Facts & Figures

Year Total Turnover
in Billions in Euros
Export Share
in Billions in Euros
Employees
1997 2,01 0,80 13.265
1998 2,12 0,82 11.954
1999 2,11 0,95 13.216
2000 2,63 1,04 16.500
2001 2,79 1,22 16.411
2002 3,081) 1,378 17.000
2003 3,11 1,52 17.118
2004 3,20 1,60 17.151
2005 3,20 1,80 17.190
2006 3,50 1,90 17.500
2007 3,80 2,12 17.900
2008 3,90 2,34 18.700
2009 3,75 2,14 18.425
2010 4,01 2,34 17.992
2011 4,109 2,435 18.147
2012 4,369 2,684 18.488
2013 4,506 2,765 19.305
2014 4,637 2,895 19.625
2015 4,949 3,109 20.025
2016 5,050 3,206 20.176
2017 5,3 3,4 20.700
2018 5,32 3,4 21.000
2019 5,545 3,499 21.293

1) incl. Revenues from owned foreign production
Source: Certified Revenue Survey by the VDDI of its members
 

The economic situation of the dental industry

Corona crisis wipes out successes

Up to early March, our industry appeared to be in a positive economic situation. With total sales of 5,249 billion euros (+4.1 %), of which 3,204 billion euros were generated by export business (+2.6 %) and 2,046 billion euros by domestic sales (+6.3 %) in Germany, the German dental industry was able to hold its own in 2019 despite tougher competition. This is apparent from the results of the association survey held at the beginning of this year. But that is history. By the end of March, our figures were really only of historical interest. When the corona crisis hit the global economy with unparalleled force, our successes also were turned into waste paper in one fell swoop. The corona crisis also sucked our dental industry into the maelstrom.

Severe impairment of the dental industry by the corona crisis

National and even global lockdowns and curfews have restricted the social mobility of people in order to reduce the risk of infection. This has resulted in a sharp drop in demand from patients for dental care which was exacerbated by a lack of PPE for dental practice staff. A sharp rise in worldwide demand quickly led to bottlenecks in supplies, and dentists saw their obligation to treat patients endangered. Stockpiling by market players from outside the industry led to temporary bottlenecks for disinfectants and anaesthetics, and suppliers of basic materials were unable to deliver the usual amounts. Suppliers of materials and containers were no longer able to deliver, and well-established supply chains collapsed.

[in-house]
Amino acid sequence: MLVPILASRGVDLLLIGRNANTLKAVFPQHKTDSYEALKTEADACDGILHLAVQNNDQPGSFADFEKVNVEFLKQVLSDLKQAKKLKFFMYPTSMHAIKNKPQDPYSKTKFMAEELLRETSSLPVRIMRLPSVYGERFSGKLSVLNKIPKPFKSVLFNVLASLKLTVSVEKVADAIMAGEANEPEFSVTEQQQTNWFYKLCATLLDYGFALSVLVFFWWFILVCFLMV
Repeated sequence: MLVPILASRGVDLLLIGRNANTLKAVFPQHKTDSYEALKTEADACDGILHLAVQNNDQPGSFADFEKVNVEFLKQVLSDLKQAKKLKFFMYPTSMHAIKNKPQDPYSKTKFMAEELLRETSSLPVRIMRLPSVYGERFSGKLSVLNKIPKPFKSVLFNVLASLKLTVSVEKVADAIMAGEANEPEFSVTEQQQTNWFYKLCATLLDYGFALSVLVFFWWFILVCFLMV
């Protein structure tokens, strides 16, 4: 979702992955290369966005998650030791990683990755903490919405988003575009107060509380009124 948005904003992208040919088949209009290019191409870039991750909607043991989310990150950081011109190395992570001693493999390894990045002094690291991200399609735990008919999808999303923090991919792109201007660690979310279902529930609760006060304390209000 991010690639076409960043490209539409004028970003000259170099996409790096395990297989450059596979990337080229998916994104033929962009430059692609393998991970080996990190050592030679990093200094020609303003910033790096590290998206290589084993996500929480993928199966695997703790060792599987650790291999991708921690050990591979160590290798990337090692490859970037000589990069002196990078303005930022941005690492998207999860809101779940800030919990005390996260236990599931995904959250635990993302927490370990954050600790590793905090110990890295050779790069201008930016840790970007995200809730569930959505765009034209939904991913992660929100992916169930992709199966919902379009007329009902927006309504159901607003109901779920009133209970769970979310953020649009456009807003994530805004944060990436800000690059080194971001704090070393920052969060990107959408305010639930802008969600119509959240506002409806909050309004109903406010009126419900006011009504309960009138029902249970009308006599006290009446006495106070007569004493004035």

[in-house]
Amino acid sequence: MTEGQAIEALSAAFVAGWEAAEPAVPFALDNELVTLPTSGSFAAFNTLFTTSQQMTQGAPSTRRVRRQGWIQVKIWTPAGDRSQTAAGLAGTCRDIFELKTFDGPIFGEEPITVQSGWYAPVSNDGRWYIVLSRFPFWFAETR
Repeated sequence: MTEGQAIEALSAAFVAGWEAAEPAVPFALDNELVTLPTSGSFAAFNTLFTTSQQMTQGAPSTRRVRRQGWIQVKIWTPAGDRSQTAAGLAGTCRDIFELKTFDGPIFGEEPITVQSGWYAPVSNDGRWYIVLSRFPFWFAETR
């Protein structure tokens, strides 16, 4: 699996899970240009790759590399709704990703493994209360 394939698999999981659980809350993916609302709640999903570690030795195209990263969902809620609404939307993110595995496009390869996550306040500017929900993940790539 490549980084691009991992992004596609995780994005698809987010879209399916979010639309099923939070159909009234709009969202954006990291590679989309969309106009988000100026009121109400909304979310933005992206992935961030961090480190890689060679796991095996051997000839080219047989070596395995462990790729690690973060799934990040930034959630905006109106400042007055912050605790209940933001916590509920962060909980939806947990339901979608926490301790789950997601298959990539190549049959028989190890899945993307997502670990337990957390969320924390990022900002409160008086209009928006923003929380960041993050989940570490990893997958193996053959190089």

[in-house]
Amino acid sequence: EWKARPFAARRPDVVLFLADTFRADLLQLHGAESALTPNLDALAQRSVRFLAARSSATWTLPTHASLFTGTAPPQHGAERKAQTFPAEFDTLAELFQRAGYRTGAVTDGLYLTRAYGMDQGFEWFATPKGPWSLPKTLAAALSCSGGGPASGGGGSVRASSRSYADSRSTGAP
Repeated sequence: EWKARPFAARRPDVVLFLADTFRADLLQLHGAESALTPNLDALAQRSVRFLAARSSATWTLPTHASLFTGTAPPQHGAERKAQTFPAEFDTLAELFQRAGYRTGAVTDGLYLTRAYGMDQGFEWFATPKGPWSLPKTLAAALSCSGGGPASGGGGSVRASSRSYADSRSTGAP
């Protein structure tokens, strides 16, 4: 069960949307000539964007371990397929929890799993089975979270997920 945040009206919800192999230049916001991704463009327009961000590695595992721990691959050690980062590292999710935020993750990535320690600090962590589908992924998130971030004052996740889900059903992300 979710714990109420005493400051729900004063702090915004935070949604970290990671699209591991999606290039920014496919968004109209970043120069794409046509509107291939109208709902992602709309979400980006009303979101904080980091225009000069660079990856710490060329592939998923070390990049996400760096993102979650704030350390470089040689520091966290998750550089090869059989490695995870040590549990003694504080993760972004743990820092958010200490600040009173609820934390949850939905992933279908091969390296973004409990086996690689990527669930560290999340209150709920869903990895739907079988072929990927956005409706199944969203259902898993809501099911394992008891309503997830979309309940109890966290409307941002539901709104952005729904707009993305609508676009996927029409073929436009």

In May, the BZÄK (German Dental Association) reported a sharp drop in turnover in dental practices. Between February and April, the volume of work fell by 50 %, with two thirds of practices furloughed. Dental technology, the next link in the value chain, has been hit even harder: 90 % of dental laboratories have imposed extensive furloughing and 80 % of them applied for emergency government aid. According to the VDZI (German Association of Dental Laboratories), incoming orders in dental laboratories in April are tantamount to a work stoppage. Our industry, comprising manufacturers of dental medical technology, is very seriously affected by this.

What happens next?

The EU and German government are launching economic stimulus packages on an unprecedented scale to revitalize the European economy and combat the global economic crisis in addition to the health crisis. An EU financial injection of 750 billion euros is intended to support poorer and heavily indebted countries. The German government's economic stimulus package with a volume of 130 billion euros aims to secure jobs and boost the economy.

What are the prospects?

Many governments will start to gradually relax the strict health lockdown in the summer. There are good prospects of a slow improvement, but experts rule out a rapid return to the previous year's results.

The EU's spring forecast predicts a recession of historic proportions. The economy in the eurozone will shrink by 7.7 %, economic output will fall by 7.4 % in the current year, but will rise again next year by 6.4 %. By the end of 2021, the EU economy will not be able to make up for the losses sustained this year.

June 2020

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